Results for category "Monitoring"

6 Articles

OpenShift Supervision

Today I am looking back on a few topics I had a hard time properly deploying using OpenShift 3.7 and missing proper dynamic provisioning despite a poorly-configured GlusterFS cluster.
Since then, I deployed a 3 nodes Ceph cluster, using Sebastien Han’s ceph-ansible playbooks, allowing me to further experiment with persistent volumes.
And OpenShift Origin 3.9 also came out, shipping with various fixes and new features, such Gluster Block volumes support, that might address some of GlusterFS performances issues.


OpenShift Ansible playbooks include a set of roles focused on collecting and making sense out of your cluster metrics, starting with Hawkular.

We could set up a few Pods running Hawkular, Heapster to collect data from your OpenShift nodes and a Cassandra database to store them, defining the following variables and applying the playbooks/openshift-metrics/config.yml playbook:


Hawkular integration with OpenShift

openshift_metrics_cassandra_limit_cpu: 3000m
openshift_metrics_cassandra_limit_memory: 3Gi
openshift_metrics_cassandra_node_selector: {“region”:”infra”}
openshift_metrics_cassandra_pvc_prefix: hawkular-metrics
openshift_metrics_cassandra_pvc_size: 40G
openshift_metrics_cassandra_request_cpu: 2000m
openshift_metrics_cassandra_request_memory: 2Gi
openshift_metrics_cassandra_storage_type: pv
openshift_metrics_cassandra_pvc_storage_class_name: ceph-storage
openshift_metrics_cassanda_pvc_storage_class_name: ceph-storage

openshift_metrics_image_version: v3.9
openshift_metrics_install_metrics: True
openshift_metrics_duration: 14
openshift_metrics_hawkular_limits_cpu: 3000m
openshift_metrics_hawkular_limits_memory: 3Gi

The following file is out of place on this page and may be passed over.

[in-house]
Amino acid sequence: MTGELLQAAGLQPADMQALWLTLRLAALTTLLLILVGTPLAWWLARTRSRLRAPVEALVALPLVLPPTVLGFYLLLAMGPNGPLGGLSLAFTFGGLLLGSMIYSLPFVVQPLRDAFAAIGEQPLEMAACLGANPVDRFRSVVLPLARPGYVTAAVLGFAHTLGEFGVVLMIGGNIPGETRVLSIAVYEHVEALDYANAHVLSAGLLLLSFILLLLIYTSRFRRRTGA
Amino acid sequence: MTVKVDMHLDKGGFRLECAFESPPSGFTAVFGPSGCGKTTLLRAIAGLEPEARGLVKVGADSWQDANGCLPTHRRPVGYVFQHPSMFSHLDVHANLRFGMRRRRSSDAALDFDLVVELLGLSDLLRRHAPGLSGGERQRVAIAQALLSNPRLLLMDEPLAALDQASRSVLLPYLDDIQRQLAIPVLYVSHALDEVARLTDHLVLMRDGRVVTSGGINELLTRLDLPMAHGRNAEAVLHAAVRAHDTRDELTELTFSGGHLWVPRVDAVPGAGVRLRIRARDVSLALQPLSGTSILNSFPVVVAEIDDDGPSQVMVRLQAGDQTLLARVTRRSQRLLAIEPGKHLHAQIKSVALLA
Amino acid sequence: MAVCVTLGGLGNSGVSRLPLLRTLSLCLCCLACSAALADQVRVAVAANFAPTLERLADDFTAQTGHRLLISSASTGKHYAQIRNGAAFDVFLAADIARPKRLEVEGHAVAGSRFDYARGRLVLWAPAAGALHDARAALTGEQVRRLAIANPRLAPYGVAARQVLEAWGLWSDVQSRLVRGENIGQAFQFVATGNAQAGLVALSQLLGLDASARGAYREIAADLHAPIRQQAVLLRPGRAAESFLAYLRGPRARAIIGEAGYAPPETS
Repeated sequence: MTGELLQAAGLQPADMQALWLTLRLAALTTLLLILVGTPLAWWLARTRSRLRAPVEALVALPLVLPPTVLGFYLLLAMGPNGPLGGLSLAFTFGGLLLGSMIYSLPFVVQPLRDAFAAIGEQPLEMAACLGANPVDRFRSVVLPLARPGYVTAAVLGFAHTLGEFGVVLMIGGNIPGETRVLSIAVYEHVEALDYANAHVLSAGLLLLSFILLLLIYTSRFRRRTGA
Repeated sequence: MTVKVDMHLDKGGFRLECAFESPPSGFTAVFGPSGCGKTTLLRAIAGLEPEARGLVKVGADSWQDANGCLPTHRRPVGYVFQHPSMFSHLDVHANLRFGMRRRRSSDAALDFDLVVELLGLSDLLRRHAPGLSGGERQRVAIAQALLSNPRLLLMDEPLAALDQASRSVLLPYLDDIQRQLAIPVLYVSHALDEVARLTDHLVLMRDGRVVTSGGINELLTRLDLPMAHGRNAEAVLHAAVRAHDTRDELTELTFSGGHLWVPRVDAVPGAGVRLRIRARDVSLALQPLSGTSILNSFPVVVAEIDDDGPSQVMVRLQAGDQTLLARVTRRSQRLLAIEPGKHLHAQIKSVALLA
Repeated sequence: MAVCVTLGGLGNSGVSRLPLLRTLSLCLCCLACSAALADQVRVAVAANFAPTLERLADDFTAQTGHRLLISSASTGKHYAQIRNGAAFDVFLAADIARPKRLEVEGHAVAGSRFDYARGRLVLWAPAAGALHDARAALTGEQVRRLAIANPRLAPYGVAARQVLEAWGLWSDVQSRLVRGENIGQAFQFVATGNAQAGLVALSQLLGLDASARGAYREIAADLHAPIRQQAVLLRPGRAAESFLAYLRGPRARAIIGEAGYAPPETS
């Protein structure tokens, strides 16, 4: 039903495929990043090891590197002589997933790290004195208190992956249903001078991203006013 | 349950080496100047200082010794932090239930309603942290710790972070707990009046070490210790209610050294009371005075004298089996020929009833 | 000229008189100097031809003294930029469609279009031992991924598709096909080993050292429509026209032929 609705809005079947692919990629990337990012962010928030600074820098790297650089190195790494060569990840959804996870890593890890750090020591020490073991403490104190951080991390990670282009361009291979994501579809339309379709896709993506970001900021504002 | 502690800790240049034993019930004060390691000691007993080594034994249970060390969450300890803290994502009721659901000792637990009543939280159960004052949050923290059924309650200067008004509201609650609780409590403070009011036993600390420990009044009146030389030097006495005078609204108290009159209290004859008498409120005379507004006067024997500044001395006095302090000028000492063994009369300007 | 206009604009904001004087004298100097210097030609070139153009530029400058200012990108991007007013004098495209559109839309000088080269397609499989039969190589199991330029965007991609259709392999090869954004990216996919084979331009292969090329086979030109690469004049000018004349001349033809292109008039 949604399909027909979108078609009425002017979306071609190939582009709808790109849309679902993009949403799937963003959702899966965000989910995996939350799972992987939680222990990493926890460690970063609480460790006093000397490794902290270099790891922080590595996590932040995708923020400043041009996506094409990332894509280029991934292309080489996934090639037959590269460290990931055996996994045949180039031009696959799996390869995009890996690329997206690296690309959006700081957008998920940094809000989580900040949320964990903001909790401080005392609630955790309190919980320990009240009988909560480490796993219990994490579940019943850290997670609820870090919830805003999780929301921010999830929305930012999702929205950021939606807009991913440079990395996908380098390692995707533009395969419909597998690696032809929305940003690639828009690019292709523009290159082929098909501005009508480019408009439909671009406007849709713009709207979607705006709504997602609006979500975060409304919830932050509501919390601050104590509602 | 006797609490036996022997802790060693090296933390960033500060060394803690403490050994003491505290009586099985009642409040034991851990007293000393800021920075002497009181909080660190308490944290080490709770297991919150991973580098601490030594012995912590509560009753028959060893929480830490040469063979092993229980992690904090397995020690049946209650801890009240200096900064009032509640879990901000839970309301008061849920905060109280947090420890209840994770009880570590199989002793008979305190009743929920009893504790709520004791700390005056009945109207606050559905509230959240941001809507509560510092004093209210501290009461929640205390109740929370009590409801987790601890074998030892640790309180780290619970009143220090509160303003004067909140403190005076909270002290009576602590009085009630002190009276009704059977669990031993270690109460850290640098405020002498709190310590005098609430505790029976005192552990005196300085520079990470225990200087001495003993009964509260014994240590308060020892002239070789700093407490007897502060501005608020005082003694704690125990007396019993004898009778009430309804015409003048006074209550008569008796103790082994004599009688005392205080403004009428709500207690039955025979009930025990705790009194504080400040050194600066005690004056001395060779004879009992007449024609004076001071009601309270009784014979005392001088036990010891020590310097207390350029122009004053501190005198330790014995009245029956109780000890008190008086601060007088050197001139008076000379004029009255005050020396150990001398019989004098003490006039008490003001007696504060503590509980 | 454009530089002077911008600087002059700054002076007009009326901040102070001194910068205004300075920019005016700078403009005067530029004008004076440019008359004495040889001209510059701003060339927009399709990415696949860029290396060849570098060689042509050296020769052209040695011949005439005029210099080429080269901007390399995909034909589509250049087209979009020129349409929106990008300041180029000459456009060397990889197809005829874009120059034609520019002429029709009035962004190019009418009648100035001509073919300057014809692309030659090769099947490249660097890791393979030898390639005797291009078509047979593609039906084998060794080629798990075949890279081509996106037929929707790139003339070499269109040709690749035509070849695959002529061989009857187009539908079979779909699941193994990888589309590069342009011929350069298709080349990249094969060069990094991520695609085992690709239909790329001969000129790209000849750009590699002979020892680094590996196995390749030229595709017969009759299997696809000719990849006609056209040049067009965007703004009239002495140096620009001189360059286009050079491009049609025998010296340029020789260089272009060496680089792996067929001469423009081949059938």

openshift_metrics_hawkular_node_selector: {“region”:”infra”}
openshift_metrics_hawkular_requests_cpu: 2000m
openshift_metrics_hawkular_requests_memory: 2Gi
openshift_metrics_heapster_limits_cpu: 3000m
openshift_metrics_heapster_limits_memory: 3Gi
openshift_metrics_heapster_node_selector: {“region”:”infra”}
openshift_metrics_heapster_requests_cpu: 2000m
openshift_metrics_heapster_requests_memory: 2Gi

Note that we are defining both openshift_metrics_cassandra_pvc_storage_class_name and openshit_metrics_cassanda_pvc_storage_class_name due to a typo that was recently fixed, yet not in OpenShift Origin last packages.

Setting up those metrics may allow you to create Nagios commands based on querying for resources allocations and consumptions, using:

$ oc adm top node –heapster-namespacce=openshift-infra –heapster-scheme=https


Another solution that integrates well with OpenShift is Prometheus, that could be deployed using the playbooks/openshift-prometheus/config.yml playbook and those Ansible variables:


Prometheus showing OpenShift Pods CPU usages

openshift_prometheus_alertbuffer_pvc_size: 20Gi
openshift_prometheus_alertbuffer_storage_class: ceph-storage
openshift_prometheus_alertbuffer_storage_type: pvc
openshift_prometheus_alertmanager_pvc_size: 20Gi
openshift_prometheus_alertmanager_storage_class: ceph-storage
openshift_prometheus_alertmanager_storage_type: pvc
openshift_prometheus_namespace: openshift-metrics
openshift_prometheus_node_selector: {“region”:”infra”}
openshift_prometheus_pvc_size: 20Gi
openshift_prometheus_state: present
openshift_prometheus_storage_class: ceph-storage
openshift_prometheus_storage_type: pvc


We could also deploy some Grafana, that could include a pre-configured dashboard, rendering some Prometheus metrics – thanks to the playbooks/openshift-grafana/config.yml playbook and the following Ansible variables:


OpenShift Dashboard on Grafana

openshift_grafana_datasource_name: prometheus
openshift_grafana_graph_granularity: 2m
openshift_grafana_namespace: openshift-grafana
openshift_grafana_node_exporter: True
openshift_grafana_node_selector: {“region”:”infra”}
openshift_grafana_prometheus_namespace: openshift-metrics